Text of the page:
A Step-by-Step Plan for Raising Self-Reliant Children

Your child is starting to grow up. This is a big thing for the billions of parents out there. How do you start to raise self-reliant children? Don’t automatically assume they aren’t ready to take on additional responsibility even if you think you know your children the best.

Even if it takes longer than you’d want to leave home or sit down for dinner, allowing your toddler to tie his shoes and your first-grader to set the table has a lot of advantages. You no longer have to do everything for them, and you can take on the role of supervisor.

We’re continually astounded by how much they can accomplish when given age-appropriate jobs and activities.

Allowing your children more autonomy and latitude is easy when you follow this criteria.

From Pre-Kindergarten to high school

Organize a drop-off playdate.

This is a great method to give your children a break from your constant supervision as a parent. If your kid is already attending school a few days a week and has already made some new friends, she may be ready to enroll in kindergarten. When in doubt, go out with a friend from your neighborhood. This way, if things don’t go well, you can quickly get out of there.

Preschool and up

Use a knife.

Involving your children in food preparation at an early age encourages them to make healthy choices, whose own children were spreading peanut butter with a knife before starting elementary school. A few weeks ago, her 6-year-old son requested if he could cut a baguette with a serrated knife while she watched. Both of you gained self-assurance as a result.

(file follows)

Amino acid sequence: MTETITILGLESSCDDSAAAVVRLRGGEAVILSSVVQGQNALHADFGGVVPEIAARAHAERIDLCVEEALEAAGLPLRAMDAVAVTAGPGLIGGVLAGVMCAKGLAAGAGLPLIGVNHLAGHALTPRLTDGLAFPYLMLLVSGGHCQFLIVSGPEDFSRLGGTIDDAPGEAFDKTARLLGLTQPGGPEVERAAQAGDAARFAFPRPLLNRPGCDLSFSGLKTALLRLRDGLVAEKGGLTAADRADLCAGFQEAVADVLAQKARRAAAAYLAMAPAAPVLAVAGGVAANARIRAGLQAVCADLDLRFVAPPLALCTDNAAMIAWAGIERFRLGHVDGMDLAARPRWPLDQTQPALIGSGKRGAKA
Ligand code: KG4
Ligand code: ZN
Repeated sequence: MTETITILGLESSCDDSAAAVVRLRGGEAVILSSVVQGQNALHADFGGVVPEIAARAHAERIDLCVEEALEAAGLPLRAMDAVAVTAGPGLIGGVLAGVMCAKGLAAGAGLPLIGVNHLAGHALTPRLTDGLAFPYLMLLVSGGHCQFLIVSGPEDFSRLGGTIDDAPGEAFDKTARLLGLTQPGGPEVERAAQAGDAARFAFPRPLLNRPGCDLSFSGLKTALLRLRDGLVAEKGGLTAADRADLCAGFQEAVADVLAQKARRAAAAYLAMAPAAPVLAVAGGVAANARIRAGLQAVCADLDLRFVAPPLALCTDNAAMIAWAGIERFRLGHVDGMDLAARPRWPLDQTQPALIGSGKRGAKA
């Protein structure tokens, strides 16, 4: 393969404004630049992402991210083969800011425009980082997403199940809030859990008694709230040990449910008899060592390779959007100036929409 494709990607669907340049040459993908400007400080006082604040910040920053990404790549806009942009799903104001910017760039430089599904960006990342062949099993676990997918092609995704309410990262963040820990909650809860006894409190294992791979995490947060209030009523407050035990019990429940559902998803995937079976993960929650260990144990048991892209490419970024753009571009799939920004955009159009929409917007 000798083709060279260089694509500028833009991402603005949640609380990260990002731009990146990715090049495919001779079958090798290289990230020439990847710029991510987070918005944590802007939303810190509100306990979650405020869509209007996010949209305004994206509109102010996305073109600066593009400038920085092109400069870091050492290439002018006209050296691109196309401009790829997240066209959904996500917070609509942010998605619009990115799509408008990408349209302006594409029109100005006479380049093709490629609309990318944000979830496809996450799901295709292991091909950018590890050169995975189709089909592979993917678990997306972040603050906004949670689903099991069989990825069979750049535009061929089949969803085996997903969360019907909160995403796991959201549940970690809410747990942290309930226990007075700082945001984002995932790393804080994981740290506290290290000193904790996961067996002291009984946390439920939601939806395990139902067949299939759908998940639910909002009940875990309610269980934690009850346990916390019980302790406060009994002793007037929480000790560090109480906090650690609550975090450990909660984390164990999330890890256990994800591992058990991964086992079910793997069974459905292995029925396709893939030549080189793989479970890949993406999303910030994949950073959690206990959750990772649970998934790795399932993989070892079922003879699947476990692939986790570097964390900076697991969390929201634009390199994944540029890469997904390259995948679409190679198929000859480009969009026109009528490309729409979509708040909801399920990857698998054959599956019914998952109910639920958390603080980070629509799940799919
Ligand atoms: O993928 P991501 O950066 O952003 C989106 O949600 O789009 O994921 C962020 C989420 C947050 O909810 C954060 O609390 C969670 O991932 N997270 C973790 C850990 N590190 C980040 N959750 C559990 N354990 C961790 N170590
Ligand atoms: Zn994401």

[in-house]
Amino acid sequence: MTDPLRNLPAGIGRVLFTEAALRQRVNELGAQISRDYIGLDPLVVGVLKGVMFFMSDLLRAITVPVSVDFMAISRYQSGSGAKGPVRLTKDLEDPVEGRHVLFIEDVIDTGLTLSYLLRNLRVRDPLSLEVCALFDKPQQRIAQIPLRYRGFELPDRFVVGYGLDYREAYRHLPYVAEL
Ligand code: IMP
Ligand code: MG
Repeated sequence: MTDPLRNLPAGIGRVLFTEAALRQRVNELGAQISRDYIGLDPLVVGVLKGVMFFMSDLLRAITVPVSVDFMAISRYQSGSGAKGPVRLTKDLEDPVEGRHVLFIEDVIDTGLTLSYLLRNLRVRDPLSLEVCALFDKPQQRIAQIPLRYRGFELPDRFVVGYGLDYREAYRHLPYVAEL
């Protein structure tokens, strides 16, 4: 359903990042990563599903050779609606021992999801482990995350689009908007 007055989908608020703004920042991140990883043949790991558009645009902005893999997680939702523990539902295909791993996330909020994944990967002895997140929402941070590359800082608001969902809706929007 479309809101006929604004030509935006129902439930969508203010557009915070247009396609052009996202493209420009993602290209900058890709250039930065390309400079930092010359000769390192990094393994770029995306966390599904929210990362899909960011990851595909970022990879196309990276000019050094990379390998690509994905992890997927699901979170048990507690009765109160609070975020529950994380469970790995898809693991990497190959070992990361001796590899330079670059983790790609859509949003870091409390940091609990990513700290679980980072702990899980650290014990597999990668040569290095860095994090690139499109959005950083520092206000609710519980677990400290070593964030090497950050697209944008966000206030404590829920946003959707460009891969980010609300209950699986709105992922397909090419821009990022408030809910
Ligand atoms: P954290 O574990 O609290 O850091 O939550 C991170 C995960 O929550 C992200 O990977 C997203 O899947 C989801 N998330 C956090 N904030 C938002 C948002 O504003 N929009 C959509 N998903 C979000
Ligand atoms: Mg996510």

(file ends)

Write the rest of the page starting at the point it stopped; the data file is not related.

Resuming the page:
As of the age of four and up

Any camp, sleepaway or not, is better than no camp.

What makes the camp so self-sufficient? There aren’t any parents here! Some children are ready for sleepaway camp at an earlier age than others, but by the time they are between the ages of eight and twelve, most children are ready to attempt it for the first time.

Six years old or older

A couple of blocks on your own.

Some areas of town have a better sense of security than others. A certain subset of children appears to be predisposed to irresponsibility compared to others. Start with allowing your first-grader to play in the front yard alone if you’ve never done so before. Consider making some new acquaintances on your street if you haven’t already. You can send your youngster down the block to a neighbor’s house, perhaps messaging the neighbor’s mother to check out the window the first few times. The next step is to gradually enable your child to walk to school or another regular destination.

As of the age of seven and up

At the grocery store, look ahead of you to see whether there’s anything you need in the next aisle.

In the midst of all this, you’re left to wonder, “Which juice drink will I purchase?” When it comes to him, it’s more than just a mundane task. The Capri Sun flavor he likes best is on your family’s grocery list, so allow him to go ahead of you and pick it out before you get there. Even if you’re only keeping an eye on him from across the aisle, his confidence will increase as he goes to the shelves.

Between the ages of 11 and 14

Take a ride to the mall (or a movie theater or a library) with your friends.

Indeed, this is excellent practice for keeping to a schedule and managing money. However, start small if you’re afraid to take the plunge right now. Visit a movie theater with your junior high schooler’s friends, or take them to the mall where they can spend some energy for an hour. At the food court, you can stay for a cup of coffee if you can’t stand to get up and leave.

 18 years old

Sending kids to school is the best course of action. Wah! This too is one of the best ways to go if you’re wondering how to raise self-reliant children.

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